Fuel economy of new vehicles sold in the U.S. backed off its record high last month, but average monthly emissions are now at an all-time low, say researchers at the University of Michigan Transportation Research Institute.
Average fuel economy (window-sticker values) of cars, light trucks, vans and SUVs purchased in April was 25.2 mpg, down 0.2 mpg from March, but still up 5.1 mpg from October 2007, the first full month of monitoring by UMTRI researchers Michael Sivak and Brandon Schoettle.
"This change likely reflects the increased proportion of light trucks among newly purchased vehicles," Sivak said.
On the other hand, vehicle emissions from new vehicles are at a record mark, according to Sivak's and Schoettle's monthly update of their national Eco-Driving Index, which estimates the average monthly emissions generated by an individual U.S. driver. The EDI takes into account both the fuel used per distance driven and the amount of driving—the latter relying on data that are published with a two-month lag.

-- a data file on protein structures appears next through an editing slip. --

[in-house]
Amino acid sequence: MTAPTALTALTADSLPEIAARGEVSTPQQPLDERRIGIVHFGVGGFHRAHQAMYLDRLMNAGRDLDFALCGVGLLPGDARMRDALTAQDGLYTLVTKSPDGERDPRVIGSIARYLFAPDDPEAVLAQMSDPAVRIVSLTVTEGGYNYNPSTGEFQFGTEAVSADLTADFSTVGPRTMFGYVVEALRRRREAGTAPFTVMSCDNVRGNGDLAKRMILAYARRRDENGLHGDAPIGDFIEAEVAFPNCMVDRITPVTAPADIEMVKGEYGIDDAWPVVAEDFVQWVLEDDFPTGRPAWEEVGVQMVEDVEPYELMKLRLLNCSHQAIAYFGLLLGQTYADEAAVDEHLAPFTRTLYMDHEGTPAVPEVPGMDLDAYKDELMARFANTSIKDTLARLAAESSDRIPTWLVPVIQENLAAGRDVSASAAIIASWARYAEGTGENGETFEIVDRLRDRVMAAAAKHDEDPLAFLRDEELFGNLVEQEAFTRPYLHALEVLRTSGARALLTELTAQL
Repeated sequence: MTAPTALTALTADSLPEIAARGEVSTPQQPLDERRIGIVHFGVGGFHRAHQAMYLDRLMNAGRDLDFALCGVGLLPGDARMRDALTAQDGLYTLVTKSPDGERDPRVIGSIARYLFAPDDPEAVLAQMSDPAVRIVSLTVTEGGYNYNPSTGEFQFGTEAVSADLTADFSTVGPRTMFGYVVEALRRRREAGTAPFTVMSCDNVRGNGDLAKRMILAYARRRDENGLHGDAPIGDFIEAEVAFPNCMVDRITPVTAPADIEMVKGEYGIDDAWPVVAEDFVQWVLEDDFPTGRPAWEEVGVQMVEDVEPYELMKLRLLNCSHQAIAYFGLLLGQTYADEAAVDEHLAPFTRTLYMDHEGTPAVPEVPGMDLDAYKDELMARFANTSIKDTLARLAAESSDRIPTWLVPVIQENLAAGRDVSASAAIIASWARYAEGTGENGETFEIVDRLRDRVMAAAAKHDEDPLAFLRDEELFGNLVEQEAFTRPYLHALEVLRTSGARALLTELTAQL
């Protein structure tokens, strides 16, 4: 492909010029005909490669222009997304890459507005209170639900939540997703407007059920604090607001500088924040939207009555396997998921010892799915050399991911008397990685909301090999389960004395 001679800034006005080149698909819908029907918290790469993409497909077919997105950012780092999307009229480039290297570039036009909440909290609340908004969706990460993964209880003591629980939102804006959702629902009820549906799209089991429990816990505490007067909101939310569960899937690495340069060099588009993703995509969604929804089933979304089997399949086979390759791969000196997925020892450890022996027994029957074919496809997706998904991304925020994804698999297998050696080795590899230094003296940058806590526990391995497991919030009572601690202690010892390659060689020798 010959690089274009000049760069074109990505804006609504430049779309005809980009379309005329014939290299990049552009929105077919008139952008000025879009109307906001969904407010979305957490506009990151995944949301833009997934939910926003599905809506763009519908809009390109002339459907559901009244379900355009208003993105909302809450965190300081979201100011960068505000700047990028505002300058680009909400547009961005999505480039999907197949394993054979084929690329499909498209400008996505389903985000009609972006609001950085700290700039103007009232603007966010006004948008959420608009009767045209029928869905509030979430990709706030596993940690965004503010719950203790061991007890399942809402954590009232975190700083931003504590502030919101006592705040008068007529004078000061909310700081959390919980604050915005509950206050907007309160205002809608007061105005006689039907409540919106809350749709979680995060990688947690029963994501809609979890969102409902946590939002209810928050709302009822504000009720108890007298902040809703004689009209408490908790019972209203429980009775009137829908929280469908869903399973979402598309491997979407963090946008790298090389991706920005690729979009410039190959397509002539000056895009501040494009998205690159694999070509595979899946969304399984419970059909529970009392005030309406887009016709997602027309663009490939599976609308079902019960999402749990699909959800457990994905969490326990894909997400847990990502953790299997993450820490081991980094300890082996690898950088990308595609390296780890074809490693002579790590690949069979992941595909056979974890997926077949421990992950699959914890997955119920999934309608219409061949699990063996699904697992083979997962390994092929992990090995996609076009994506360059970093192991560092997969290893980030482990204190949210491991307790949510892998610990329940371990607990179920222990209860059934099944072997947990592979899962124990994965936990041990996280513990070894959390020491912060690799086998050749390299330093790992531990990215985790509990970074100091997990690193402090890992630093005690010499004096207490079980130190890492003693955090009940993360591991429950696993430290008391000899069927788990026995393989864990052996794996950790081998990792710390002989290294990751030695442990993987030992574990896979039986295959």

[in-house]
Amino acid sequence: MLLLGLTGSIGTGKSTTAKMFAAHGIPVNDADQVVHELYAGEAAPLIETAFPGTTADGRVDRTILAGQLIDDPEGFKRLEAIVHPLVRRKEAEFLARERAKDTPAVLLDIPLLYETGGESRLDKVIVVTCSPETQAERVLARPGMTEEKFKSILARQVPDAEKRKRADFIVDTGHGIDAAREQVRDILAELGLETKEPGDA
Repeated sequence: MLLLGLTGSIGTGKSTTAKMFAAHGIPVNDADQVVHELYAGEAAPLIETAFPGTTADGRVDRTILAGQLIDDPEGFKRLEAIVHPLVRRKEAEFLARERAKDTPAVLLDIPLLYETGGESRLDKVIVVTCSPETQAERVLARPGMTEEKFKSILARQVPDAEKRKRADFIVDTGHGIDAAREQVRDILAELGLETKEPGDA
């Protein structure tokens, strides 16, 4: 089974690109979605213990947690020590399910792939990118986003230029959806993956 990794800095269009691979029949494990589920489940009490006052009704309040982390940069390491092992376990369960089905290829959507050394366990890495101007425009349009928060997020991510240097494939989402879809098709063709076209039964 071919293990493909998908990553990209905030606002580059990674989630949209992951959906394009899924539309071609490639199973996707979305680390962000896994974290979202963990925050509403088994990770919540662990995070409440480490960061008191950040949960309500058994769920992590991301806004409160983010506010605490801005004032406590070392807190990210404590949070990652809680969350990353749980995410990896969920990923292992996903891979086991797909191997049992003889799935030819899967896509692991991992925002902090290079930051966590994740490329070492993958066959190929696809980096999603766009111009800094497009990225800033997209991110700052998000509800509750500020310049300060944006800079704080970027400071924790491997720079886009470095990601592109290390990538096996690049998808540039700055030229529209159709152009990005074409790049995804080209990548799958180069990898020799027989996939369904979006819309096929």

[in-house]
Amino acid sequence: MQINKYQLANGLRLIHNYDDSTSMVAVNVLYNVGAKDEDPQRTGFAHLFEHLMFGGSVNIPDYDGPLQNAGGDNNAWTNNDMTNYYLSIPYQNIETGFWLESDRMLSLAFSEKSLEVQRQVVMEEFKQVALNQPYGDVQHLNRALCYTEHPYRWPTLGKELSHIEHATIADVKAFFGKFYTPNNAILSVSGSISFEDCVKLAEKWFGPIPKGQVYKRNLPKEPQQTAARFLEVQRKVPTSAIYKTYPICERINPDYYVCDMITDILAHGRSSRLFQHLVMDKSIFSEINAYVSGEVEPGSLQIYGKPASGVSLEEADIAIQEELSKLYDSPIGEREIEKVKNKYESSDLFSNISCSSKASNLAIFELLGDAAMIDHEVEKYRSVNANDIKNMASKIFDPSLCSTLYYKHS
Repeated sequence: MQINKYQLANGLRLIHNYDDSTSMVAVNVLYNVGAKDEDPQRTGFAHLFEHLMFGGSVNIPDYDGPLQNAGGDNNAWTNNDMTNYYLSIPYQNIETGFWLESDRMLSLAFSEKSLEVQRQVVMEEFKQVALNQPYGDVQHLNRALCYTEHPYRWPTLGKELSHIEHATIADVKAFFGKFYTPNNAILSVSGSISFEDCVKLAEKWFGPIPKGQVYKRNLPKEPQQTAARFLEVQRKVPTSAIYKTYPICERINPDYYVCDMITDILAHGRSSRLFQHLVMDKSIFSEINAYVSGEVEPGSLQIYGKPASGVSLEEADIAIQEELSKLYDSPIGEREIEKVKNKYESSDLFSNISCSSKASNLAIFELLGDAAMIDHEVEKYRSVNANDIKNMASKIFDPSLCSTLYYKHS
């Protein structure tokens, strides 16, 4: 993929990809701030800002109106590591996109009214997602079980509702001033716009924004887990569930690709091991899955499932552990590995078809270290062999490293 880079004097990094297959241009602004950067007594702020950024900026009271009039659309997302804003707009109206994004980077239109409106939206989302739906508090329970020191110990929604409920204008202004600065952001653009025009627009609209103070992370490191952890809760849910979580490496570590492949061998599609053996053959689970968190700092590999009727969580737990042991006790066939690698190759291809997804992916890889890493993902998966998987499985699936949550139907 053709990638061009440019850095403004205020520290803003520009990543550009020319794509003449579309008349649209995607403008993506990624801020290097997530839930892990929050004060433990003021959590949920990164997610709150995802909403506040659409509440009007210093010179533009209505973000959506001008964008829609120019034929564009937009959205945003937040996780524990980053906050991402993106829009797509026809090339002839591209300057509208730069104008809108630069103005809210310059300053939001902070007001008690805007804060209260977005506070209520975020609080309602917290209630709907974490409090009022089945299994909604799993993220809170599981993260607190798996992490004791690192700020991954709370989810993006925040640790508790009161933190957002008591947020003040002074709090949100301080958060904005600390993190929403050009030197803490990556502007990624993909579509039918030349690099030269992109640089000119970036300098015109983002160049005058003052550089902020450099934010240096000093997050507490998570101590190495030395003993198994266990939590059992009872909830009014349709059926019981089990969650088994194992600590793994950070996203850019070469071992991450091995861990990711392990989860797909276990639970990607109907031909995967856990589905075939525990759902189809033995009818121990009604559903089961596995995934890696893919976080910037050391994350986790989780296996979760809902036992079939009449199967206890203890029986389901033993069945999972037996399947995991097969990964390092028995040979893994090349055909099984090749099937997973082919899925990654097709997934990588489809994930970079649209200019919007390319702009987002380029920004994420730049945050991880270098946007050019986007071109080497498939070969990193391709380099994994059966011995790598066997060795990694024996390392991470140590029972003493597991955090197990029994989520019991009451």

The EDI fell to 0.77 (the lower the value, the better) during February from a revised mark of 0.81 in January. The index currently shows that emissions of greenhouse gases per driver of newly purchased vehicles are now down 23 percent, overall, since October 2007.
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More information: Fuel economy calculations, along with a graph and table of current and recent mpg: www.umich.edu/~umtriswt/EDI_sales-weighted-mpg.html
Eco-Driving Index calculations, along with a graph and table of current and recent values: www.umich.edu/~umtriswt/EDI_values.html